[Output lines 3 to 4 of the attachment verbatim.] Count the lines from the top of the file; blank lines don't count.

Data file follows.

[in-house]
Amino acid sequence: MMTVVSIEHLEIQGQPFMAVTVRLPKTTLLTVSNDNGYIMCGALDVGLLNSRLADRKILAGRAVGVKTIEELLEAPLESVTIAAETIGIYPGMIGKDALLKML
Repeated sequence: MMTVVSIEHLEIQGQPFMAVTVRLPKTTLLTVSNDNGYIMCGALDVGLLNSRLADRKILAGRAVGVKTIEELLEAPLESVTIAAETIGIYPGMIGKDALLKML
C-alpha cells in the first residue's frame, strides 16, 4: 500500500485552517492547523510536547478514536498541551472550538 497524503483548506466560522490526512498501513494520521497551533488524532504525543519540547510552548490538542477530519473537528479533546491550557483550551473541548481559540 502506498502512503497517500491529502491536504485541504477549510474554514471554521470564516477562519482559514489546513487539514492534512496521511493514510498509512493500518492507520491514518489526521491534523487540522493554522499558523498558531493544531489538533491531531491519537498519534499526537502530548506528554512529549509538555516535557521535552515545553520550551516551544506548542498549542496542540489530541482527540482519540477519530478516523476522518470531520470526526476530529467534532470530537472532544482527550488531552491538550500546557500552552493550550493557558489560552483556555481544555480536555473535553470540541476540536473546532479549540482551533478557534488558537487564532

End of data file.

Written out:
Repeated sequence: MMTVVSIEHLEIQGQPFMAVTVRLPKTTLLTVSNDNGYIMCGALDVGLLNSRLADRKILAGRAVGVKTIEELLEAPLESVTIAAETIGIYPGMIGKDALLKML
C-alpha cells in the first residue's frame, strides 16, 4: 500500500485552517492547523510536547478514536498541551472550538 497524503483548506466560522490526512498501513494520521497551533488524532504525543519540547510552548490538542477530519473537528479533546491550557483550551473541548481559540 502506498502512503497517500491529502491536504485541504477549510474554514471554521470564516477562519482559514489546513487539514492534512496521511493514510498509512493500518492507520491514518489526521491534523487540522493554522499558523498558531493544531489538533491531531491519537498519534499526537502530548506528554512529549509538555516535557521535552515545553520550551516551544506548542498549542496542540489530541482527540482519540477519530478516523476522518470531520470526526476530529467534532470530537472532544482527550488531552491538550500546557500552552493550550493557558489560552483556555481544555480536555473535553470540541476540536473546532479549540482551533478557534488558537487564532